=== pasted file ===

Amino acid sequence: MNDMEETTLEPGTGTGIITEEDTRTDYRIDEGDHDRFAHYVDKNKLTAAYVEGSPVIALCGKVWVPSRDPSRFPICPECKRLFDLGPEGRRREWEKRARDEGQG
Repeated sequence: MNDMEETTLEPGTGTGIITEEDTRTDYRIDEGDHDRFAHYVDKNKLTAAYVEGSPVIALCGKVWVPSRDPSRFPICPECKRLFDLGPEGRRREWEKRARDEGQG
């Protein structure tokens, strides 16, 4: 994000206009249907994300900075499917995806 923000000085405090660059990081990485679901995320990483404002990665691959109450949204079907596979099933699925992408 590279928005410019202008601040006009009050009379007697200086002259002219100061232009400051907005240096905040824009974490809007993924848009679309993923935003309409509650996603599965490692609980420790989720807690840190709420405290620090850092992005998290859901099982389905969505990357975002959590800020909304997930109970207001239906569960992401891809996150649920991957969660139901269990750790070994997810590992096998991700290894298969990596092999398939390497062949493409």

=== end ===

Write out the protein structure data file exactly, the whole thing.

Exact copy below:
Amino acid sequence: MNDMEETTLEPGTGTGIITEEDTRTDYRIDEGDHDRFAHYVDKNKLTAAYVEGSPVIALCGKVWVPSRDPSRFPICPECKRLFDLGPEGRRREWEKRARDEGQG
Repeated sequence: MNDMEETTLEPGTGTGIITEEDTRTDYRIDEGDHDRFAHYVDKNKLTAAYVEGSPVIALCGKVWVPSRDPSRFPICPECKRLFDLGPEGRRREWEKRARDEGQG
């Protein structure tokens, strides 16, 4: 994000206009249907994300900075499917995806 923000000085405090660059990081990485679901995320990483404002990665691959109450949204079907596979099933699925992408 590279928005410019202008601040006009009050009379007697200086002259002219100061232009400051907005240096905040824009974490809007993924848009679309993923935003309409509650996603599965490692609980420790989720807690840190709420405290620090850092992005998290859901099982389905969505990357975002959590800020909304997930109970207001239906569960992401891809996150649920991957969660139901269990750790070994997810590992096998991700290894298969990596092999398939390497062949493409």